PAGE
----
Charlee LeBeau by C.V. Gauthier wins the Whistler Independent Book Award!

21 October 2020

The Whistler International Book Awards were announced last Friday, and I am delighted to report that C.V. Gauthier’s Charlee LeBeau and the Gambler’s Promise has won the award for fiction! Congratulations to Cindy for a very well-deserved win.

One of the judges had this to say:

This is a rollicking adventure of the wild west, packed with tall tales of treasure and romance, tragedy, and the dark deeds of villains. But this is also a deeper story about a young woman struggling with loss and finding, in her grief, the ability to not only cope, but to forge her own identity and independence, even in the face of cruel societal norms that force her to hide who she really is. C.V. Gauthier is clearly a talented writer.

Her next book, Charlee LeBeau & The Salish Wind will be released in February 2021. For holiday pre-sale deals and to be apprised of other occasional event news, sign up for her Reader’s List at https://cvgauthier.com. I have.

Charlee LeBeau & The Gambler’s Promise (2019), by C.V. Gauthier

15 October 2020

Hopefully no unforgivable spoilers, but this review does involve plot summary.

Charlee LeBeau & the Gambler’s Promise promises to be one of a trilogy; Charlee LeBeau & the Salish Wind is due out February 2021. I can’t wait! Those of you who follow my blog will remember my rants about both series fiction and cliff-hangers. Charlee LeBeau, although the first in a yet-incomplete trilogy, still satisfies. C.V. Gauthier manages to leave the narrative in a place where her readers are both reassured and yet anxious to read on. This is a difficult balance to achieve.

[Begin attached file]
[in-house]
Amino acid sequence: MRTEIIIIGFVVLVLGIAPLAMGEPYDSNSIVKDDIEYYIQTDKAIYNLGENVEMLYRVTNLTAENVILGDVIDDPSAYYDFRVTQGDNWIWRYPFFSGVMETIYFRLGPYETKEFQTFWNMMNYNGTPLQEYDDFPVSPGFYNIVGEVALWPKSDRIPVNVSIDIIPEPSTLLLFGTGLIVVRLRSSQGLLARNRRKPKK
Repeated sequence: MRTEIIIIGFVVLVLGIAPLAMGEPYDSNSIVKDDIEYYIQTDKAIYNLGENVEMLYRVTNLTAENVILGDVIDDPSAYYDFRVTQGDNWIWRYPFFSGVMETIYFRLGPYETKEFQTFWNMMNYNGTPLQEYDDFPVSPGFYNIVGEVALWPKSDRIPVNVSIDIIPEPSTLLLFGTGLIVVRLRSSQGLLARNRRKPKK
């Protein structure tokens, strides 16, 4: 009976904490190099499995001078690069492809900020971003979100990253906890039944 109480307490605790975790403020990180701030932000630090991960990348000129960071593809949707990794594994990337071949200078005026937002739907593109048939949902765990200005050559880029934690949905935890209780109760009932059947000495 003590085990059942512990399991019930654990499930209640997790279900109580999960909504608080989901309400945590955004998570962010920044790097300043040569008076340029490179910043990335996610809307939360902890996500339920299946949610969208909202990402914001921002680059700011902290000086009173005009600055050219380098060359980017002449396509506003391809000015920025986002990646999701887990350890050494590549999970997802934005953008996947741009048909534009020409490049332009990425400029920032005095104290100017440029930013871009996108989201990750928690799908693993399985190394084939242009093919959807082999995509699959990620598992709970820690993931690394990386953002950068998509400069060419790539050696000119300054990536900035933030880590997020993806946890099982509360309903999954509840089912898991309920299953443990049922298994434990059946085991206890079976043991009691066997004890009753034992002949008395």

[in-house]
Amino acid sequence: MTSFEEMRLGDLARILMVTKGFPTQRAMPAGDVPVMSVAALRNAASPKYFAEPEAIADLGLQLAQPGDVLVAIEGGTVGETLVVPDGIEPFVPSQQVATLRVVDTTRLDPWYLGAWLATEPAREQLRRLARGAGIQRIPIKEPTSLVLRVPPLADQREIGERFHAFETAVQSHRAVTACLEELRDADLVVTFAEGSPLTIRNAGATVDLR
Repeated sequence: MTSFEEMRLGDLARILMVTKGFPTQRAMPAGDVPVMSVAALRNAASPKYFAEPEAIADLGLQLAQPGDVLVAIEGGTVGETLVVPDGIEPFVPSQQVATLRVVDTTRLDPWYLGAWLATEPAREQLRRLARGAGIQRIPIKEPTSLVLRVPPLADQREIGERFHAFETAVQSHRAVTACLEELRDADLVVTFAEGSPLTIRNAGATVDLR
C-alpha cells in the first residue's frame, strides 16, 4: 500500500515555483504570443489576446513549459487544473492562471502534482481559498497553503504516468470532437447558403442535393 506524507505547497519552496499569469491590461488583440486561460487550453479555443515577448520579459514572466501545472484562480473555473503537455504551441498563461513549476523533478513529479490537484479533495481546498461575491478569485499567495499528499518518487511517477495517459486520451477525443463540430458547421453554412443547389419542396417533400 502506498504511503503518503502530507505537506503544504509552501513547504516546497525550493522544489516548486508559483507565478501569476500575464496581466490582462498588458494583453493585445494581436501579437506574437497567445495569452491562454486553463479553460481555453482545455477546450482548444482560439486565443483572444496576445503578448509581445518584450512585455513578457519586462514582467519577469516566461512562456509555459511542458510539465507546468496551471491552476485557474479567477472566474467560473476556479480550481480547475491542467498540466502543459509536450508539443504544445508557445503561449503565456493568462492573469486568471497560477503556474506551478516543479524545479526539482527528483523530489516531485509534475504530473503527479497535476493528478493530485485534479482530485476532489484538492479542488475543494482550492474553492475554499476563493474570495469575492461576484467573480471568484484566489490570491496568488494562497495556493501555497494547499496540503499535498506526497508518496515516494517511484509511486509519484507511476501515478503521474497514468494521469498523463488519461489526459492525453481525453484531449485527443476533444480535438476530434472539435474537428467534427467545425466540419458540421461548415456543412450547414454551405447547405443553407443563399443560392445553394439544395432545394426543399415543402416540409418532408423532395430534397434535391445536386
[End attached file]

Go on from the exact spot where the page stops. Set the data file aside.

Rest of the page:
Charlotte—Charlee—LeBeau is the daughter of a Métis ranch foreman in Sonoma, California, in the mid 1850s. Highly intelligent, she tutors the ranch-owner’s son—her best friend, Jake Miller—in mathematics. His interest lies more with governmental history and policy (which I am guessing will become significant later in the trilogy). Charlee’s affinity for numbers, on the other hand, is a life skill she draws on throughout this first novel.

Life on the ranch is complicated: both wonderful and fraught for a fourteen-year-old girl. While friends with Jake, as her father is with his, she is taunted by his younger step-sister, Bernadette, and denigrated by his step-mother. Her father and her surrogate mother, the African-American cook, Miss Molly, help to guide the headstrong, mercurial Charlee as she begins to experience the injustices of society: the injustice preventing her father from an open relationship with Miss Molly, the injustice of the power The Missus wields, the injustice of young Bernadette’s jealous taunts and lies. The situation between Charlee and the female Millers grows progressively worse, and when Charlee’s father is killed in an accident—trying to save Bernadette from being trampled—Charlee is left with little choice. No longer welcome on the ranch, bitter and angry at having her father taken from her, Charlee feels abandoned by all except Miss Molly. With few other options, despite misgivings, Charlee chooses to move to San Francisco with father’s brother, Uncle Jack, who promises her an education.

“Papa had no use for Uncle Jack. Going with him would mean leaving everything I’d ever known. … I fought to balance myself between opposite forces. Staying and leaving. Work and school. Grief and joy.” (122)

With the promise of an education, the knowledge of some personal funds from the sale of her father’s estate, and a generous gift from Mr. Miller, Charlee’s future does not seem all that bleak.

“Don’t like this one bit,” Miss Molly tells her, though, as she prepares to leave, “you going to the city with Mr. LeBeau. Don’t care he’s Luke’s kin. … I got a bad feeling, you going to San Francisco with him. I don’t like him one bit.” (142-43)

“That part made me nervous,” Charlee admits. “Miss Molly was usually right when she had one of her feelings.” (143)

At least we were warned.